Southern European countries need to cut deficit - Osborne

SHANGHAI (Reuters) - Euro zone countries, especially those in southern Europe, need to cut their budget deficits to show that they can live within their means, Chancellor George Osborne said on Friday.

British Chancellor of the Exchequer George Osborne visits the UK Pavilion at the Shanghai World Expo site June 4, 2010. REUTERS/Aly Song

Osborne, visiting China ahead of the G20 meeting this weekend in the South Korean city of Busan, said that Britain’s planned austerity measures to cut the budget deficit will boost confidence in the economy, adding he was optimistic about the global economic outlook.

“I think if we are able to show that we can do that, and I am confident we can, then I think that will bring economic confidence,” Osborne, deficit hawk, told UK business leaders in Shanghai.

Officials with the new coalition government have said they will go ahead with plans to push through tough measures in an emergency budget on June 22.

Ahead of the G20 meetings in Busan and Toronto later this month, Osborne said sustaining world economic growth would be the most important, particularly on dealing with global imbalances.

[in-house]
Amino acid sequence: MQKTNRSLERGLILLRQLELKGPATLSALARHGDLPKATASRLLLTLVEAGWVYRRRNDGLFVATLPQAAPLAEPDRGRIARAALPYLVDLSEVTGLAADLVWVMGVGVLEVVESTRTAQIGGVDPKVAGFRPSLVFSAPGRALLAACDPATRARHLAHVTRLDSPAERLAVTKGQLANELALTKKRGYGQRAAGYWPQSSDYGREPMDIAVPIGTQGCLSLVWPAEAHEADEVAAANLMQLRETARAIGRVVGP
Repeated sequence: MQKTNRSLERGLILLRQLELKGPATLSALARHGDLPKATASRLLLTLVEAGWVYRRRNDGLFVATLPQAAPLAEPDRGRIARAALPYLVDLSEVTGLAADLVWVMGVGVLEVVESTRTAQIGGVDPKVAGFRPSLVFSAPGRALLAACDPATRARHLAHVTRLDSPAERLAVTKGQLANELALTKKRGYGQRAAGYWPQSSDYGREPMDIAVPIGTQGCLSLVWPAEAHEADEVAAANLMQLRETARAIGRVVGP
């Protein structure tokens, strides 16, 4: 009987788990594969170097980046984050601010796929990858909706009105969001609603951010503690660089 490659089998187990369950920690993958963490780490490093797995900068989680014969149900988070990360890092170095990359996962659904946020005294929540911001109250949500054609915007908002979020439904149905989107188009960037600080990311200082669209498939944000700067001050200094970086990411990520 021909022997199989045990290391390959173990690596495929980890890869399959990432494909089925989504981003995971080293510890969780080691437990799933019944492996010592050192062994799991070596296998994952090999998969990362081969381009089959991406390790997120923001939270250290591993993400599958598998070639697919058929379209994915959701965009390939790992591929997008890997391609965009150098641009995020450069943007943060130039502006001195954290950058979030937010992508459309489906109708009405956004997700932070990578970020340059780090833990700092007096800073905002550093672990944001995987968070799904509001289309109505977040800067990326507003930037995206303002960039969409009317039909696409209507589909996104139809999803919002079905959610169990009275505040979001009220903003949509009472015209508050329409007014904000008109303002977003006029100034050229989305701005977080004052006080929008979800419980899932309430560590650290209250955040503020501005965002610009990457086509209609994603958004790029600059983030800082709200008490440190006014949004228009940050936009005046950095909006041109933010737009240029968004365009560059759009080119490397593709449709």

“Countries with high budget deficits show the world that they can reduce those deficits and deal with those deficits, and equally that surplus countries like China show that they too support economic growth going forward.”

Despite concerns over British companies’ market access in China, Osborne stressed Britain’s openness towards Chinese business and investments.

“At the moment, only 2 percent of British exports go to China, I want to increase that. I also want to increase Chinese investment into Britain through companies like Shanghai Automotive company and others,” he said.

Osborne added that the new coalition government sought to establish strong relations with Beijing.

“This relationship between Britain and China can only get stronger and I think both countries can do a lot to increase the prosperity of the world economy,” he told reporters. (Reporting by Farah Master; Editing by Jacqueline Wong & Kazunori Takada)